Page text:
“In Conversation with a Beautiful Girl” by Abigail George

Writing about people
means I get to dissect
them. Pull them apart
at the seams. Live with
them for a short while,
love them, and then
leave them. There are
two kinds of girls in this
world. The Madonna
and the Mother Teresa of
Calcutta. The instant
was swept away just
as quickly as it had come
upon me. The road in the
distance was magnificent.
The heatwave in summer
electric just like she
was. She brought the
sea to me. Rain gathered
overhead and the heavens
opened her floodgates.

Her fingers tap out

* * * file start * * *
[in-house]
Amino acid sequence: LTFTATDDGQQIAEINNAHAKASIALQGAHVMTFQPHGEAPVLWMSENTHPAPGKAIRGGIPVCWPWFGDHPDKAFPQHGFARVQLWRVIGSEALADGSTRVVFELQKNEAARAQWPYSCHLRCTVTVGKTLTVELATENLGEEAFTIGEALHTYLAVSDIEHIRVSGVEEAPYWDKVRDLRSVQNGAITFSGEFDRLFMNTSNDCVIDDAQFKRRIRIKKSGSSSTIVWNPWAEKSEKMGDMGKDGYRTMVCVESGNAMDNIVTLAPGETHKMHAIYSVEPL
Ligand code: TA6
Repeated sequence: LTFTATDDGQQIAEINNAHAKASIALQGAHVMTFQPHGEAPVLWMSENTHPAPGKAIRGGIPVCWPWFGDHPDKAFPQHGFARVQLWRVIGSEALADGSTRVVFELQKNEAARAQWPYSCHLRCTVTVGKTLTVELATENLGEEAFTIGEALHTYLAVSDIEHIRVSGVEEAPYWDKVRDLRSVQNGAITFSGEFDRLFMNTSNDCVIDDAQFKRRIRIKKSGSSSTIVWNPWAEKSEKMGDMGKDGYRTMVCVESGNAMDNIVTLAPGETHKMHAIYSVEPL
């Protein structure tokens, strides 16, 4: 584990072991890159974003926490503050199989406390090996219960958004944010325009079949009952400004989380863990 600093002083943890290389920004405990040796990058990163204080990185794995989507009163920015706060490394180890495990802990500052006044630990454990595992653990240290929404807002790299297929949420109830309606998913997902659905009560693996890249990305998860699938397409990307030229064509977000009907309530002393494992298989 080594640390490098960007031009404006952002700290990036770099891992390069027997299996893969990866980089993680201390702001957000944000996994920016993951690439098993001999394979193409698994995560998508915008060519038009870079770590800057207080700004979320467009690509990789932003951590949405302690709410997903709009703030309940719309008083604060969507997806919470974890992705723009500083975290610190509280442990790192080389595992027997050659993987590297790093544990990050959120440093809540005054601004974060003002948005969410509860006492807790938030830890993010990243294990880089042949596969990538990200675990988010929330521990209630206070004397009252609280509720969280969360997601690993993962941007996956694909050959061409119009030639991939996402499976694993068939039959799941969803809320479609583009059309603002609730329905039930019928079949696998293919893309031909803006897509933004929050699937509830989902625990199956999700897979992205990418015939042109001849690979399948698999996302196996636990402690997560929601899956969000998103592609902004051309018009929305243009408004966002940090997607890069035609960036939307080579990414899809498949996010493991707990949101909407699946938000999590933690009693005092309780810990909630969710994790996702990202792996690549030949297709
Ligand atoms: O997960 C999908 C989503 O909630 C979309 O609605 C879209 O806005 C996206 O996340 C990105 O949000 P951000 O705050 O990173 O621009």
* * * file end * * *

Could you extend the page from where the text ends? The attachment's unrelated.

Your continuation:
another language on
the piano. Her swim
is like a fish. She told
me once of how she
had nearly drowned as
a girl in a hotel swimming
pool. Her mother brushed
her blonde hair as thick
as honey as I sat next
to her. She’s all mouth
and perfumed hair. Fragility.
Her mouth was filled
with French verbs. At
the beach her cousins were
hard on me. Her memory
is as faint as a drum roll
now. You don’t know me
anymore. I don’t know you.
You’ve become a stranger waiting
for her train at the station.


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